February 13, 2020

Imagine a top Real Estate broker walking a high-profile client through a newly renovated building and touring a highly coveted penthouse office space on the 52nd floor.  The client’s phone rings and they excuse themselves to take the call. “Sorry, who is this? Can you repeat that, please? Can you hear me? Let me move closer to the window. Can you hear me now?”  The call drops, and they are ready to continue the tour, but now they ask if Carrier X has a DAS solution in this building. Unfortunately not. They have 500 + employees all on a corporate plan with Carrier X, and there is no way they can conduct business in a space without that wireless network.  Now your leasing deal is dead.

Avoid situations like this by taking the following five considerations into account for your property in 2020 and beyond:

1. Broadband connectivity (both wired and wireless) is paramount to building owners

It’s been said that broadband connectivity is second only to location according to leasing decision-makers and ranks above price (WiredScore).  While having a building that is well connected to the outside world is important, it is still very important to have a robust indoor network that supports both wired and wireless technologies (more on this later).  Today we know that 80 percent of wireless traffic originates indoors, and some 70 percent of smartphone traffic uses some sort of Wi-Fi connection.  Broadband connectivity has become the fourth utility; virtually zero business can operate without it.


2. Fiber is the future

Whether you are renovating a 100-year-old property or devolving the newest commercial high rise, build a robust fiber optic backbone that will ensure many decades of reliable high-speed capacity throughout the building. Fiber optic cabling has near limitless data capacity and 25+ year life.  Fiber can be installed throughout a building or to key IDF riser rooms.  Either way, you need a process to manage the inventory of the fiber strands to maximize use of the capacity.  Wireless needs wires (fiber and CAT cabling) in order to take full advantage of the latest speeds and applications.  Each wireless technology will have its own wiring requirements, but they all share fiber optic cabling as the common denominator.  So, if you install a quality fiber backbone, you will be enabling an easier transition into the next generation of wireless, albeit LTE 5G, or Wi-Fi 6.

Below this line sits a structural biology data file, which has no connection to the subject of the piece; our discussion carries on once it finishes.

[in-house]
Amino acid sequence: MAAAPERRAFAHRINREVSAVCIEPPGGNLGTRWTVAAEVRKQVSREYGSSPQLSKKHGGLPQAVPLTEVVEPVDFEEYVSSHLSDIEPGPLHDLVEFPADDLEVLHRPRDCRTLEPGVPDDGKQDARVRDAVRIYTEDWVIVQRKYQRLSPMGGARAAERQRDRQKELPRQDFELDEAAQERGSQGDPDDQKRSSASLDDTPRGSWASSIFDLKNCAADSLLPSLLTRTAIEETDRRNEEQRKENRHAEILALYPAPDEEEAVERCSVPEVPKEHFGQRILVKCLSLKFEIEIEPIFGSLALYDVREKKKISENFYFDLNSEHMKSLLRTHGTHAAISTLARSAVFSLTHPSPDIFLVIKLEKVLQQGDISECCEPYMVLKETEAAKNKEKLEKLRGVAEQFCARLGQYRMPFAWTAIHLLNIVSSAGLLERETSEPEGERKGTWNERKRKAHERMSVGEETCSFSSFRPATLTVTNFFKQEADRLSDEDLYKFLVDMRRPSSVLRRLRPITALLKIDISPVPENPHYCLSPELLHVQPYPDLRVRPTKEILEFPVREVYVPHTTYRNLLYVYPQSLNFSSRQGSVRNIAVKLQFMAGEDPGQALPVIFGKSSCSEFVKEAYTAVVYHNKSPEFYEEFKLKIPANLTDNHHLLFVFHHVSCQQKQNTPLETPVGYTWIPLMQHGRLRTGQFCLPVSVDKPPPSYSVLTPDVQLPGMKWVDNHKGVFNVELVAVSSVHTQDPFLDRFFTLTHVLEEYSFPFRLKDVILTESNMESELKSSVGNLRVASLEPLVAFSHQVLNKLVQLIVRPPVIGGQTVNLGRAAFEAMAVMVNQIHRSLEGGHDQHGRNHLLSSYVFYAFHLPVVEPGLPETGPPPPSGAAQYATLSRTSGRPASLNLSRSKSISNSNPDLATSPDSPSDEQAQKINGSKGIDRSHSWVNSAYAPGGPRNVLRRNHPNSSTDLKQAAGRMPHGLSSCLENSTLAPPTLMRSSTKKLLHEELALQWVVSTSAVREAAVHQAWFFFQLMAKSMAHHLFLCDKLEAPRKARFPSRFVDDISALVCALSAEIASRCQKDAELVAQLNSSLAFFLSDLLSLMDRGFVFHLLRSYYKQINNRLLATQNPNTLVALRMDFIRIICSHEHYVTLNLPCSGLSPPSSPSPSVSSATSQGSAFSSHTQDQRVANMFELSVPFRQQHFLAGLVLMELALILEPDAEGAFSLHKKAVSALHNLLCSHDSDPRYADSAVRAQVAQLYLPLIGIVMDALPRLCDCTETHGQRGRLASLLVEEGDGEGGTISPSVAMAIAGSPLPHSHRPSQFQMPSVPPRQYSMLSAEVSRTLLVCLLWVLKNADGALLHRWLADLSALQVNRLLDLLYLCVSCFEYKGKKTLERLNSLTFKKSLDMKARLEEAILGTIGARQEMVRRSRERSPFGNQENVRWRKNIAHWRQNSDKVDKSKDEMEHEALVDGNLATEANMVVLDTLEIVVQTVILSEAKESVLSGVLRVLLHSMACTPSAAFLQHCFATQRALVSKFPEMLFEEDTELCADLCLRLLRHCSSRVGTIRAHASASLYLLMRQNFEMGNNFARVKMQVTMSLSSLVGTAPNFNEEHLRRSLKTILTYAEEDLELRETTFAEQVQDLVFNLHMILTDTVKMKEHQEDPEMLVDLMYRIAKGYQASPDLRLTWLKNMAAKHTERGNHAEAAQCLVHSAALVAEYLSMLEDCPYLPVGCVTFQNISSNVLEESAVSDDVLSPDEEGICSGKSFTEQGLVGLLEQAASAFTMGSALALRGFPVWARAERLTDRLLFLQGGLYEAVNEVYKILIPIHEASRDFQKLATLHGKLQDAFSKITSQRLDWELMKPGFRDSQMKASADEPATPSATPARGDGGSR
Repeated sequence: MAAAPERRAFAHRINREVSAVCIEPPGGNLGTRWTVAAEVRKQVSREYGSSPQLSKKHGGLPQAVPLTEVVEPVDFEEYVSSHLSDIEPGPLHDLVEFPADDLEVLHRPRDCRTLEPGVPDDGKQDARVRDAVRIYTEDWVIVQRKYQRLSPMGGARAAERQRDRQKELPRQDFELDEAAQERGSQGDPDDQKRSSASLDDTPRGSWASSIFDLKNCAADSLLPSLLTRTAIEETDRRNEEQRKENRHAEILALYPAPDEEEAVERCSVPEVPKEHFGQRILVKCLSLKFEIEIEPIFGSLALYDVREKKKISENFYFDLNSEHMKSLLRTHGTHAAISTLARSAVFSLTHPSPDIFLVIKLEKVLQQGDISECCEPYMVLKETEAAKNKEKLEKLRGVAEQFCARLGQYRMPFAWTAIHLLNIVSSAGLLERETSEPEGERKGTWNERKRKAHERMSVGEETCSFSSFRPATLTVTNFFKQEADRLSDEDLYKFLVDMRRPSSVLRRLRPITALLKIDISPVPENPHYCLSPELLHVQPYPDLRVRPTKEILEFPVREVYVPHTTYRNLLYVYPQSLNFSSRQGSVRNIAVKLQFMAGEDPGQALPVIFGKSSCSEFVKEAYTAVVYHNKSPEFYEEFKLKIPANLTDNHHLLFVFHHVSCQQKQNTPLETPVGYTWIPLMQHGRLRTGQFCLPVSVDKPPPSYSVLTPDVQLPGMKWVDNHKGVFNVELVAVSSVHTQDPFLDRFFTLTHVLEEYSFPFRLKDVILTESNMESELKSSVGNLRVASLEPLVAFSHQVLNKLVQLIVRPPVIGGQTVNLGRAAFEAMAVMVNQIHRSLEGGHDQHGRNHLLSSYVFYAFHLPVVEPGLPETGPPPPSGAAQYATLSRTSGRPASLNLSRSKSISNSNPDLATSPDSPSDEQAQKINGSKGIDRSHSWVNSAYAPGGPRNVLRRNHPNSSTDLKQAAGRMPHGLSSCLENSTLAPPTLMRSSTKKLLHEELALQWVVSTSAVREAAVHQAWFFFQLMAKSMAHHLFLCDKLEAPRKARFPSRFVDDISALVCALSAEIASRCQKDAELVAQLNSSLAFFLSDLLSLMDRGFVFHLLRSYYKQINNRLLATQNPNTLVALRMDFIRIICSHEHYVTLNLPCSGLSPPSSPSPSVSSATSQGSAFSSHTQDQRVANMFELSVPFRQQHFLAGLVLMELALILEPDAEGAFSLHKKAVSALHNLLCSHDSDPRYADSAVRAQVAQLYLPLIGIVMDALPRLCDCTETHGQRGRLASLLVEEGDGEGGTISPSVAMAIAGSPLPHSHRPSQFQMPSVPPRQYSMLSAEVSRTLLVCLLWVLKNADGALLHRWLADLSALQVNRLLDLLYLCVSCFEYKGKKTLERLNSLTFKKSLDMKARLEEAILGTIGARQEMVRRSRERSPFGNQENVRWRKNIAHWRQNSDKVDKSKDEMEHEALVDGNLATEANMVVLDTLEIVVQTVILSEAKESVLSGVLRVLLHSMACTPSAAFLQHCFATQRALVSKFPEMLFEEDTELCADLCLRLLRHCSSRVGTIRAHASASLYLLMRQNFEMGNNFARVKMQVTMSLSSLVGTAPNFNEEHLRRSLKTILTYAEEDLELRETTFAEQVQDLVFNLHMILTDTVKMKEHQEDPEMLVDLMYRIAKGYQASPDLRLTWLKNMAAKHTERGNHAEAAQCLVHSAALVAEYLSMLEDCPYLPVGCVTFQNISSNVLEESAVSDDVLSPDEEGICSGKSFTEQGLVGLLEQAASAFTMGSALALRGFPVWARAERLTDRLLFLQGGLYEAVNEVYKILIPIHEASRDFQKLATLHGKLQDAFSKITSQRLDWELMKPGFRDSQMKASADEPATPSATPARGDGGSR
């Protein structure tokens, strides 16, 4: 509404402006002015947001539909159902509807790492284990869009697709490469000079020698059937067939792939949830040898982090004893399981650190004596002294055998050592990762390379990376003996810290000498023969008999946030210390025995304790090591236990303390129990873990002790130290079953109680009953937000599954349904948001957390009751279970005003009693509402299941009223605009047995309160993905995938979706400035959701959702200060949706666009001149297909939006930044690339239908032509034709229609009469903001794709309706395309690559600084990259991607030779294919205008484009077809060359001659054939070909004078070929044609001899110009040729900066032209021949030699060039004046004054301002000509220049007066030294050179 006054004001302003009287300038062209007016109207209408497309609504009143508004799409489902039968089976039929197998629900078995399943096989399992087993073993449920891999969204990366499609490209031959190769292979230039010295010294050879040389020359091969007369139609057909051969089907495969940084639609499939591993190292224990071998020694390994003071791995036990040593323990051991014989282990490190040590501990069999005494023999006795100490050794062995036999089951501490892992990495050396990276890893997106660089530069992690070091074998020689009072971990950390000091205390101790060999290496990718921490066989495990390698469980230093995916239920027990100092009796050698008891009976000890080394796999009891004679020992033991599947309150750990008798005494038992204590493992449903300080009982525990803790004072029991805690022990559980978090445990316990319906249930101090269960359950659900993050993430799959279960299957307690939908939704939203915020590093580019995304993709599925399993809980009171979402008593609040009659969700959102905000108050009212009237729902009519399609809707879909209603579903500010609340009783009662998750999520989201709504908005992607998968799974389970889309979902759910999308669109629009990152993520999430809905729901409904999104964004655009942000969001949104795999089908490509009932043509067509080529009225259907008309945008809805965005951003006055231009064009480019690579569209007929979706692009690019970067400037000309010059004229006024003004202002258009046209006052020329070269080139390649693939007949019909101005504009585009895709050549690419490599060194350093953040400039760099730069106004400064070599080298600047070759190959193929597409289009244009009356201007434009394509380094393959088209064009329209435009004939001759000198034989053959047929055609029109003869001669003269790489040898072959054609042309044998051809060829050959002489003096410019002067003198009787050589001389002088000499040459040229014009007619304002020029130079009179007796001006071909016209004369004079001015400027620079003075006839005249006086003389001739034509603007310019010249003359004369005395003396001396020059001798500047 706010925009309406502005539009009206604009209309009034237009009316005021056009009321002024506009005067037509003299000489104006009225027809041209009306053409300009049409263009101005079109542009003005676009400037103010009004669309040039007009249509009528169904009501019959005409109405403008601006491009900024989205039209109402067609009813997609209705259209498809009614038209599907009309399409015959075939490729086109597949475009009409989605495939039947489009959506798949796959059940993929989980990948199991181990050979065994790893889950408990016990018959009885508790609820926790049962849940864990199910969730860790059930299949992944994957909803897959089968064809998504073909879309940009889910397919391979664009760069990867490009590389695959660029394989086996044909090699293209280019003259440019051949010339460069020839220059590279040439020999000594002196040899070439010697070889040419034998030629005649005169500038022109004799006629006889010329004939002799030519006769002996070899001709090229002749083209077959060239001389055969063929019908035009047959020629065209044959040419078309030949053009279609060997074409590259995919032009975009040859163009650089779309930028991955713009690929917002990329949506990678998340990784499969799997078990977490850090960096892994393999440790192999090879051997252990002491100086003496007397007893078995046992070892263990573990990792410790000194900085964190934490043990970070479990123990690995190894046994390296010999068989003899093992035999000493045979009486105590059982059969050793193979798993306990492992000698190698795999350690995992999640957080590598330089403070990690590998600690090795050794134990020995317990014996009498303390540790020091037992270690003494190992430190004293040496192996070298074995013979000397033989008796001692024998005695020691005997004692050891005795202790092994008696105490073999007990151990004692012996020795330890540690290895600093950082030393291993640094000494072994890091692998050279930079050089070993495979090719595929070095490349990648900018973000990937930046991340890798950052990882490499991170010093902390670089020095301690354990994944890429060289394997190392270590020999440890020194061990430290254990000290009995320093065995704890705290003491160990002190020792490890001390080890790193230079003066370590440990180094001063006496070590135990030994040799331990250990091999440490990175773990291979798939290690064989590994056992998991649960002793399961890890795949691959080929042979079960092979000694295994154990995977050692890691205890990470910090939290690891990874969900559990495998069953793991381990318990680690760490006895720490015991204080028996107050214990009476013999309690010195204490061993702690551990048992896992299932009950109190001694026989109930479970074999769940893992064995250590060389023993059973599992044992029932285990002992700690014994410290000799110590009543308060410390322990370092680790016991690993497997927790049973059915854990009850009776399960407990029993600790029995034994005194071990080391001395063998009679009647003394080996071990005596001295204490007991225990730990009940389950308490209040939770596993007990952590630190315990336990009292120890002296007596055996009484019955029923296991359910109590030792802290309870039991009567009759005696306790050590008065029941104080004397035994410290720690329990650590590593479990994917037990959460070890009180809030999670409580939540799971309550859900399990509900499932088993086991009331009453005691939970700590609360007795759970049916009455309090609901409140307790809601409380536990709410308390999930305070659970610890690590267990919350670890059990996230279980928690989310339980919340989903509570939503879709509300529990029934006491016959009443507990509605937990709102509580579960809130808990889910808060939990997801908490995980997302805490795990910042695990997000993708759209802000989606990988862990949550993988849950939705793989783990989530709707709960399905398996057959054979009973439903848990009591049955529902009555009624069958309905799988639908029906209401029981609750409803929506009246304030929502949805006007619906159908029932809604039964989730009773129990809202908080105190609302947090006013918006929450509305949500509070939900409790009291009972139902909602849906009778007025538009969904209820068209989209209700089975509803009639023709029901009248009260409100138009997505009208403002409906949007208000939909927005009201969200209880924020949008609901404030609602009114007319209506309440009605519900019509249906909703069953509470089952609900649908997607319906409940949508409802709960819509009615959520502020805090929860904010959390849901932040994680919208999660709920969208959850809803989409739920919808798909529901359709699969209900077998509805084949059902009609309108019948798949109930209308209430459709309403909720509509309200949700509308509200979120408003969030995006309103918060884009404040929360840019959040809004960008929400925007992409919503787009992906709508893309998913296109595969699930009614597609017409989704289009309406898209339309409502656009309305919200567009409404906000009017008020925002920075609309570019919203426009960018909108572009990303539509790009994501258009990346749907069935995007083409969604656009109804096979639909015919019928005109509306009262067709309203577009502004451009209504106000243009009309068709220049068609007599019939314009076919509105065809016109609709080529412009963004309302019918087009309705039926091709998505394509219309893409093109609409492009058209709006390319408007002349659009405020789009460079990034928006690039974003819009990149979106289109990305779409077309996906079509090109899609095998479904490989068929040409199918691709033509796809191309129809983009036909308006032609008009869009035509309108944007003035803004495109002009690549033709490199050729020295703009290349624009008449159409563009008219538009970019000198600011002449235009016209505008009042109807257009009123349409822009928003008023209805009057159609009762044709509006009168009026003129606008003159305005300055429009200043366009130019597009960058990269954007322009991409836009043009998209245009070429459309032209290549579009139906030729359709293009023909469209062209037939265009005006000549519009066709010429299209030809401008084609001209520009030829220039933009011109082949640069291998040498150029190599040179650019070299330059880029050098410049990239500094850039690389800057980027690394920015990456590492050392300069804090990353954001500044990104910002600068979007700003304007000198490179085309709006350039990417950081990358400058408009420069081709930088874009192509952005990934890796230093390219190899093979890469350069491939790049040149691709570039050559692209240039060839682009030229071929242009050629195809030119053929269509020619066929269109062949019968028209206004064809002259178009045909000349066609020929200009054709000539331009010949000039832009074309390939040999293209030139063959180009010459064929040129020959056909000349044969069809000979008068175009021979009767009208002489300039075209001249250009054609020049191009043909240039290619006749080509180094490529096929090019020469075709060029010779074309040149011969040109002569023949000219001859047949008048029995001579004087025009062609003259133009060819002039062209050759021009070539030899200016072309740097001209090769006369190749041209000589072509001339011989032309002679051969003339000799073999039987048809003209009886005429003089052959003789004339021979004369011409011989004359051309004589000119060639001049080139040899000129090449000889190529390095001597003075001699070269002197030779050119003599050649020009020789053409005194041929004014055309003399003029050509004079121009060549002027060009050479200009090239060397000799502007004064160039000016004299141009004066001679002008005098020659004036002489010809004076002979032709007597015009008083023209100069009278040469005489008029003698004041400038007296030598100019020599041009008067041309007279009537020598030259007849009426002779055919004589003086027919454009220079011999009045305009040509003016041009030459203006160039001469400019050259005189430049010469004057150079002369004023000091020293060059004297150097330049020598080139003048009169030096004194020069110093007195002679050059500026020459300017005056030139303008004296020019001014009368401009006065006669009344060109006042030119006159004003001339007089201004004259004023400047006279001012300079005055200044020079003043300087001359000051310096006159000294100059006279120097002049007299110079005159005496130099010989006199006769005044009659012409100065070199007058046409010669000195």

3. LTE is not going away in 2020

Does your property need better LTE cellular coverage?  Radio frequency technology used for LTE cellular networks makes use of a wide array of frequencies.  As the wireless carriers and network operators look for ways to increase data speeds to meet increased demands, they look to higher frequencies to provide faster data rates. This, in turn, means that those signals have less ability to penetrate various materials. Most commonly talked about is energy-efficient LEED-certified glass – which also happens to block out RF signals, inhibiting signal from large cell towers from getting into your building. If demand is high enough, you may want to consider an in-building wireless network.  Consider partnering with a third-party operator with the expertise and relationships to bring an LTE-capable network that supports all wireless carriers, rather than a single-threaded system that only supports a single carrier.

What if you’re already heavily invested in a 4G LTE in-building wireless network?

You might be due for an annual performance review to make sure everything is operating as expected. Does your network have all wireless carriers operating on it?  Do you still have 4G coverage problems in your building such as dropped calls and dead zones? If you’re asking yourself about 5G technology, most buildings with a 4G capable network will need some sort of upgrade to support 5G.  If you’re working with a third-party operator, they will work with the carriers on the necessary upgrades to support any 5G implementations.

4. Overlooking public safety network compliance could be costly

Public safety networks are coverage-based networks that enable first responders to have communication in critical situations. More and more, local jurisdictions are adopting codes as outlined by organizations like NFPA, IFC, FirstNet, IBC and the ICC that require property owners to install a code-compliant public safety system. Even if they are not currently mandated by your local jurisdiction, as codes continue to be adopted or change, you may be required to install or update a public safety network within your building soon. Check with your local government to ensure that your system is code compliant.

Firefighters outside office building.

5. The right wireless technology partner is key

Navigating the wireless industry amid a plethora of solutions and technology options all touted to be THE next big thing can be confusing. At Connectivity Wireless, we’re not interested in pushing the next tech – we’re motivated by finding a lasting, well-suited solution to meet your connectivity goals today and tomorrow. As a partner, we’ll come alongside to help you make the best technology decisions for your property or enterprise. How? By helping you identify your immediate connectivity needs as well as develop a long-term strategy.

Contact us today to learn how in-building wireless solutions can enable your connectivity goals and set you up to succeed with 5G, IoT and beyond.

Want to Learn More?

Benefits of Working with a Wireless Consulting Services Company

Wireless IoT Technologies to Look Out For in 2020

8 Key Considerations for Next-Generation Wireless Networks